Some of our most popular board games present a gorgeous puzzle to players with incredible artwork and satisfying strategy.
Many board games pit players in direct opposition to each other, duking it out over areas on a map or playing cards to disrupt others' actions. Player interaction is important in a game, but it can also be frustrating to have someone gum up your plans after having poured a lot of resources (and brain power!) into making those plans.
There's a subcategory of resource management board games where players will accrue victory points through completing goals the game sets out while not directly sabotaging their opponents. These games often have a pool of shared resources in the center of the table that players collect. This means that other players' actions will indirectly affect you by changing up what your options are, but they will never actively prevent you from doing what you'd like to do. These games usually present a kind of puzzle that players have to solve, simultaneously offering multiple paths to earning points and rewarding you for satisfying efficiency.
We're calling this sub-genre of games "Peaceful Puzzles". Here's some of our favorite examples that you're sure to love.
Chances are you’ve heard of this bird-themed game before. With millions of copies in print already, Wingspan is a Fair Game community favorite - and possibly the bestselling strategy game of the past 5 years. Offering a combination of stunning artwork and satisfying gameplay, the board game industry has broken into unlikely places with this true Modern Classic.
Wingspan is what we call an "engine builder", meaning you combine many small parts throughout the game to build up a machine of productivity by the game's end. Players will use basic actions on their turn to add birds to their own personal aviary. These actions are affiliated with habitats within your aviary, and the actions do more as you add birds to that habitat. For example, you'll draw one card if you have no birds in your pond, but after adding a few water fowl, you'll be drawing two or three cards instead. On top of that, the birds in that habitat might give you additional benefits, compounding the productivity achieved during your turn.
This puzzle rewards you for focusing on one habitat, but you'll need to take all the different actions available throughout the game. Which birds to add, to which habitat, and when all factor into these decisions, leading to a lot of choices for a fairly simple mechanic.The ample selection of birds in this game (not to mention the additional birds added through expansions) ensures no two plays of this game are the same.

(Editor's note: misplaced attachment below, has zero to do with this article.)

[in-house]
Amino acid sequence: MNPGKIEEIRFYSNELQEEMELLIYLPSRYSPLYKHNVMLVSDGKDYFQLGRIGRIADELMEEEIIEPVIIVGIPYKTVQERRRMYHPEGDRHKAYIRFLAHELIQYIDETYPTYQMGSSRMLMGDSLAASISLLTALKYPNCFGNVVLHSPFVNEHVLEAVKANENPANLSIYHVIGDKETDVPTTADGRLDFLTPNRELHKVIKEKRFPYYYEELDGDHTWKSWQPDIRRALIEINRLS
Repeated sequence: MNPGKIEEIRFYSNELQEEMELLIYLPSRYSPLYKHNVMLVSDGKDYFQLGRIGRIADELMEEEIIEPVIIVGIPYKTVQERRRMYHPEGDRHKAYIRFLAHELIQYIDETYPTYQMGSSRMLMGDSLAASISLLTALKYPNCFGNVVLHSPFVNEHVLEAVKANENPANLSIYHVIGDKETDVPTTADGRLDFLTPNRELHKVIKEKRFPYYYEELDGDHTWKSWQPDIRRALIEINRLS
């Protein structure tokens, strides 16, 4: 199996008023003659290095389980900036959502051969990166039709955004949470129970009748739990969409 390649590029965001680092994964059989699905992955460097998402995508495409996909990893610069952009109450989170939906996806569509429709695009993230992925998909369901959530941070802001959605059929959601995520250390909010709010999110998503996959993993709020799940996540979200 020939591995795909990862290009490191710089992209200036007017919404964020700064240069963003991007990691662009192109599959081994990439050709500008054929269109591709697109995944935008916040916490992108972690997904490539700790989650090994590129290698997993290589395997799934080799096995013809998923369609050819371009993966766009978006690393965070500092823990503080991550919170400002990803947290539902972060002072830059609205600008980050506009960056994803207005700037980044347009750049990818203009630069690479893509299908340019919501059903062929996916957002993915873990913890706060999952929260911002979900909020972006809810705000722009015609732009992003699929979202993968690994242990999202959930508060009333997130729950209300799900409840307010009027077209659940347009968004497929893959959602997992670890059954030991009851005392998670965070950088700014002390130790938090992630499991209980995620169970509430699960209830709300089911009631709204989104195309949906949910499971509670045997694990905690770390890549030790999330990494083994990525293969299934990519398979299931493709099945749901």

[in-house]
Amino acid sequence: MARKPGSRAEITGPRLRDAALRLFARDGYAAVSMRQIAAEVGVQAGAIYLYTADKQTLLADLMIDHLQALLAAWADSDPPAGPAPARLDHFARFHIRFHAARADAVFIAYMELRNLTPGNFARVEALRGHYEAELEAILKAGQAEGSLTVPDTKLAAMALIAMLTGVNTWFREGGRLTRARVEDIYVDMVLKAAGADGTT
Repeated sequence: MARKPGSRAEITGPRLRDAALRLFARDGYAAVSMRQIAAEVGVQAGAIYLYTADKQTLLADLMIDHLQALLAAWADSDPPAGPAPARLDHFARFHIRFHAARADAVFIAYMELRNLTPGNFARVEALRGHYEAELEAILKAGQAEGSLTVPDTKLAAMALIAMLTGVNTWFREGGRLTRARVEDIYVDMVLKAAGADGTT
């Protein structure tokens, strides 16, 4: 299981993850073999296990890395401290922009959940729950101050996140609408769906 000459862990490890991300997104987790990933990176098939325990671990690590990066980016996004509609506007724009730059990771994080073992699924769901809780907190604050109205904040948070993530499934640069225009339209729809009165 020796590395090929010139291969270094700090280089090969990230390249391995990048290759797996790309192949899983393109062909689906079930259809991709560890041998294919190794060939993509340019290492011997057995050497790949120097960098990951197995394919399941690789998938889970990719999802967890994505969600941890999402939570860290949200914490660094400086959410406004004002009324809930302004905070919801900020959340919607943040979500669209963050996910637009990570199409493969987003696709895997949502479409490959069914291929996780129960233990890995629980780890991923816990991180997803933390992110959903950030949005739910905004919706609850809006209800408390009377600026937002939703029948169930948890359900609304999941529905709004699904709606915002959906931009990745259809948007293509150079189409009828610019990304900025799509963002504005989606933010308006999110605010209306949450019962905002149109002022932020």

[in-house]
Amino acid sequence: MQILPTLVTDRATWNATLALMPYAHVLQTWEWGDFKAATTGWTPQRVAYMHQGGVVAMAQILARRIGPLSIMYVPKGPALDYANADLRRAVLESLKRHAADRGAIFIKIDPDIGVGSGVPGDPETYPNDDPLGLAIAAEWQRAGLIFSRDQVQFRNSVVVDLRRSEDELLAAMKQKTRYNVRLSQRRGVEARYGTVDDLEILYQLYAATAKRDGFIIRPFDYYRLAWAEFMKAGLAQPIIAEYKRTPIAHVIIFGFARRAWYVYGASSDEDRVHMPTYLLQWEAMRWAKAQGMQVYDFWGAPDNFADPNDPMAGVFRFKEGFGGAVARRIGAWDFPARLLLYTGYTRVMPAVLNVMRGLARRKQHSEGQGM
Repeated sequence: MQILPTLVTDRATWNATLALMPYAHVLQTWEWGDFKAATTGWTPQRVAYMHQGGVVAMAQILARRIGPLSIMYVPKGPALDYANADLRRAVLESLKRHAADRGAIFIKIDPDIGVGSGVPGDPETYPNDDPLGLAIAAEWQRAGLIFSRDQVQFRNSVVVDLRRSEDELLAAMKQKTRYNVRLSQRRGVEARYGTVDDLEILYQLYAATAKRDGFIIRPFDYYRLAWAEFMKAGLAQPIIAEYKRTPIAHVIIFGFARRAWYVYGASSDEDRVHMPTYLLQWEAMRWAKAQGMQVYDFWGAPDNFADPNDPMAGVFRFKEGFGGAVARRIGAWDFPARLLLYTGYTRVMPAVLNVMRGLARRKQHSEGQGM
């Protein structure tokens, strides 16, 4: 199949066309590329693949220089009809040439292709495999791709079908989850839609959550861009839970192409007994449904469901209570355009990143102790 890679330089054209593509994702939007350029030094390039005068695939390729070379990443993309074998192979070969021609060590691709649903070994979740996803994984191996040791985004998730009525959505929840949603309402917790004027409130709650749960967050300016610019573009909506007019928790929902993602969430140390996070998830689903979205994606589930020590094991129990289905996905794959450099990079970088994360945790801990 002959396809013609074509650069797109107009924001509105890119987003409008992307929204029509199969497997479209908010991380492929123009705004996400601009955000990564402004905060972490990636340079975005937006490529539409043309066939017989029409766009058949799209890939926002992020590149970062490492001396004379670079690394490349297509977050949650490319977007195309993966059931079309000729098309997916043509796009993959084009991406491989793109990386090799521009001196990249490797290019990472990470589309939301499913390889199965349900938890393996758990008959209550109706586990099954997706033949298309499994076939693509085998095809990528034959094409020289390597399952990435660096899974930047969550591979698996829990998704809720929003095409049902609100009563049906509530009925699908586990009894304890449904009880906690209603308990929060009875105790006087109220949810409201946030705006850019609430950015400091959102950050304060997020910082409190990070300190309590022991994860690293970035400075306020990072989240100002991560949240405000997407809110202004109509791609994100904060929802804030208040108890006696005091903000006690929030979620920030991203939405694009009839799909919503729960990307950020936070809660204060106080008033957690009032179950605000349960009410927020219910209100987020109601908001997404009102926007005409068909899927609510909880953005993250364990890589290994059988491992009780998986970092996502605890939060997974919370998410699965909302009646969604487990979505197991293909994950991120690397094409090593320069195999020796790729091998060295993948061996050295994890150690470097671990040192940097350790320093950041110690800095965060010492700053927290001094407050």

Speaking of, the latest expansion offers a new element: Wingspan Asia is a standalone game for up to 2 players as well as an expansion to the base game. This means you can try out this acclaimed board game with your partner or roommate before taking the plunge on the more expensive base game, and if you love it, you can get the base game and already have an expansion for it!
Continuing the nature theme is Meadow. Instead of collecting birds, you’re taking a walk outside to enjoy all that nature has to offer. On a player’s turn, they’ll be drafting a card and playing one from their hand to their play area, representing a sight they saw while out for a hike.That's pretty much it; if you're interested in simple games that are beautiful, Meadow is a great game.
The essence of Meadow is about chaining symbols throughout your tableau. Cards will both provide symbols (and points) and require those symbols to be played on future cards. You’ll need to carefully plan which cards you play to be sure you can access the higher point cards later in the game. While Wingspan throws blocks of text and symbols at you, Meadow prefers to dazzle you with its look. The beautiful artwork is front and center here, with the symbols regulated to the side. If you are someone that loves all things Nature, Meadow fits the bill.
The game that has been all the rage this season is Dog Park. Here, players aim to become the most reputable dog walking business. Each round, you’ll bid your Reputation (victory points) to collect the dogs of your choice. After that, you’ll have to choose which of your dogs to walk, and which have to stay home. Walking has you collect resources from spaces you end your movement on (feeling similar to Parks or even Trekking the World). Go slowly to collect more resources, but you may be penalized if you go too slow. Striking that perfect balance of resource collection and speed is essential. Players will also have to make sure their dogs needs are taken care of and walked, so there's a balance of running the business as well as the walking speed. Overall, Dog Park is a light, family-weight game that can be enjoyed by just about any dog lover out there.